March, 1974, until the spring of 1977. On May 18, 1977, DER ordered Appellants to A) submit within 60 days an application for an industrial waste permit to treat industrial wastes to meet certain standards B) reduce within 120 days the effluent from the mine to certain specified standards and C) furnish a $200,000 bond within 30 days to assure financial responsibility for the continued treatment of industrial wastes. Appellants appealed that order to the EHB which issued an adjudication and order after extensive hearings. The EHB order deleted the requirement of a bond, affirmed the requirement that Appellants apply for a permit and modified the standards for the treatment of the effluent.

Our scope of review of an order of the EHB is limited by the Administrative Agency Law, 2 Pa. C.S. § 704, "to a determination as to whether or not the findings of fact are supported by substantial evidence, whether or not an error of law was committed, or whether or not Appellant's constitutional rights were violated." Pawk v. Department of Environmental Resources, 39 Pa. Commonwealth Ct. 457, 461-62, 395 A.2d 692, 694 (1978).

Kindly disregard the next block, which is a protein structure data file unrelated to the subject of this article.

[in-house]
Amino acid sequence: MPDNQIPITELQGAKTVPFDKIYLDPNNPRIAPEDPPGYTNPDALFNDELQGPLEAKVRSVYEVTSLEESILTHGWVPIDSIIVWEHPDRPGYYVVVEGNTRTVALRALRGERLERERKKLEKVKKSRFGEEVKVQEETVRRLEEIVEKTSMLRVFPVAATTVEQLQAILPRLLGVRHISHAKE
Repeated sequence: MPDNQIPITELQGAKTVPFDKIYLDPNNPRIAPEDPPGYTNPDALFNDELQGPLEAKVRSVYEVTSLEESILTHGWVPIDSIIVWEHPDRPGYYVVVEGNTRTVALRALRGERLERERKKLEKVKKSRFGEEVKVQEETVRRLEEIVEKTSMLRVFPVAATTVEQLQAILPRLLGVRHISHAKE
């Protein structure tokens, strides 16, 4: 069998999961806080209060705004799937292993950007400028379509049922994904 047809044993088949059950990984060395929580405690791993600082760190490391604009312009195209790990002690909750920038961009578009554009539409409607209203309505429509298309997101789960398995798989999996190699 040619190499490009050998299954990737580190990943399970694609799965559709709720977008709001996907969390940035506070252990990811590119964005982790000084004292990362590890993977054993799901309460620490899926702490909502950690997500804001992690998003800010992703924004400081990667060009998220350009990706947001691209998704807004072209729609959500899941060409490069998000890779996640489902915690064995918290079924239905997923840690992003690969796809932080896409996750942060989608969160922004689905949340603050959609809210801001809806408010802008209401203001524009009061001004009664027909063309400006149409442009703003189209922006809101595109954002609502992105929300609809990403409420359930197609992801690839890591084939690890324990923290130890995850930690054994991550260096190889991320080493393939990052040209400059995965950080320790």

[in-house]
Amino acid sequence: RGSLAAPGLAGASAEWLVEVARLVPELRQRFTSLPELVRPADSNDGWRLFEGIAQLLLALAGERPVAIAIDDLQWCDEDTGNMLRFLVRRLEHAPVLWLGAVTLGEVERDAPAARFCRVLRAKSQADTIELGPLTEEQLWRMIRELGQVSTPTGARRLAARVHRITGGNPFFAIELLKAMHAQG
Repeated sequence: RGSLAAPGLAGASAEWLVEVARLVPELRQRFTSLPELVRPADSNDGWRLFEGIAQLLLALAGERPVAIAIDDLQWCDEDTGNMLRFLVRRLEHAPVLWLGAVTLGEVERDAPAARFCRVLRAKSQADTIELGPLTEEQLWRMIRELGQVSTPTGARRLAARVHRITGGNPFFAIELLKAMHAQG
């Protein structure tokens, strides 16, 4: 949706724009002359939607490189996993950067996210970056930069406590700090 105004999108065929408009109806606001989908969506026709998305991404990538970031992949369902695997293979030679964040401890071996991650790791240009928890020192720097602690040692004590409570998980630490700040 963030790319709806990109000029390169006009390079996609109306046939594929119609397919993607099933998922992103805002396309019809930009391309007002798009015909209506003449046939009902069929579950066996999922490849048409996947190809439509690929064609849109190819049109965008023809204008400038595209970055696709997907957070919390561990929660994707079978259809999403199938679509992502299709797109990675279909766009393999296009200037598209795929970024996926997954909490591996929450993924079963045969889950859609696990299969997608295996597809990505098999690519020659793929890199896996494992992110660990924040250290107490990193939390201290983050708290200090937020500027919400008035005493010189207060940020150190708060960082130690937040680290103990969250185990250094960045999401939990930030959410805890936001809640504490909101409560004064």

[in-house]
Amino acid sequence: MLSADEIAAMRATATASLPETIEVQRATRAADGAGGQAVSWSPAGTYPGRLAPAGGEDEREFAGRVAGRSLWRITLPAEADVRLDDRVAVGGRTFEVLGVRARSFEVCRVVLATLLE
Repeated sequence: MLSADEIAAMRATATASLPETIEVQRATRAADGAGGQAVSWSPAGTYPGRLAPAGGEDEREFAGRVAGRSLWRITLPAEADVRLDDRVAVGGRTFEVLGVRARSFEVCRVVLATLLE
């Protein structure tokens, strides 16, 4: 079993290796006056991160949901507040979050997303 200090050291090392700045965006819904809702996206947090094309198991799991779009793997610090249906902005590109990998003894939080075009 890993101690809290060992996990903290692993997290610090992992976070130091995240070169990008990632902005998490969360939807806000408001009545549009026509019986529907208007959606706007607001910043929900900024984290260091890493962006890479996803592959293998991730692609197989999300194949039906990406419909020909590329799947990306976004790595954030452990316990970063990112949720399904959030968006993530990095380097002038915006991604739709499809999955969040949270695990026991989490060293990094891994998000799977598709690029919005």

For convenience and clarity, we will treat the cross-appeal separately. Initially, we address the Appellants' contentions.

1. Need For Industrial Waste Permit

Appellants first question whether the EHB committed an error of law in ordering them to apply for a new industrial waste permit, 1) when they already were in possession of an amendment to their mining permit granted under the Bituminous Coal Open Pit Mining Conservation Act, which the EHB held effectively constituted a permit to dispose of the Armco sludge, and 2) when the mine drainage and

[ 53 Pa. Commw. Page 604]

    industrial waste disposal permits issued to them in 1965, under The Clean Streams Law, authorized their discharge of industrial waste into the streams.